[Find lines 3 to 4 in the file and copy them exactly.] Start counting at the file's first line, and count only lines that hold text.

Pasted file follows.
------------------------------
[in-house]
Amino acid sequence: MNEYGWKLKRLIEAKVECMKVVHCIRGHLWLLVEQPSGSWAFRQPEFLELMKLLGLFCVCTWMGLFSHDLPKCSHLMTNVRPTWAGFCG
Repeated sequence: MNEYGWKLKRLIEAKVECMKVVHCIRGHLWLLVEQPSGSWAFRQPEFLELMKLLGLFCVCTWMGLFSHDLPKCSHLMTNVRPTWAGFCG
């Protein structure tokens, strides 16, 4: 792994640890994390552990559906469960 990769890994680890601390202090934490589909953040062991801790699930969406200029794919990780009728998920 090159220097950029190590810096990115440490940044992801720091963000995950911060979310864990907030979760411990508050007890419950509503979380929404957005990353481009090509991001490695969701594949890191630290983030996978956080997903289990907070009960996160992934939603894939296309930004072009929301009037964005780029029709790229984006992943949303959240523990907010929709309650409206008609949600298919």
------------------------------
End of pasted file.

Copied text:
Repeated sequence: MNEYGWKLKRLIEAKVECMKVVHCIRGHLWLLVEQPSGSWAFRQPEFLELMKLLGLFCVCTWMGLFSHDLPKCSHLMTNVRPTWAGFCG
């Protein structure tokens, strides 16, 4: 792994640890994390552990559906469960 990769890994680890601390202090934490589909953040062991801790699930969406200029794919990780009728998920 090159220097950029190590810096990115440490940044992801720091963000995950911060979310864990907030979760411990508050007890419950509503979380929404957005990353481009090509991001490695969701594949890191630290983030996978956080997903289990907070009960996160992934939603894939296309930004072009929301009037964005780029029709790229984006992943949303959240523990907010929709309650409206008609949600298919």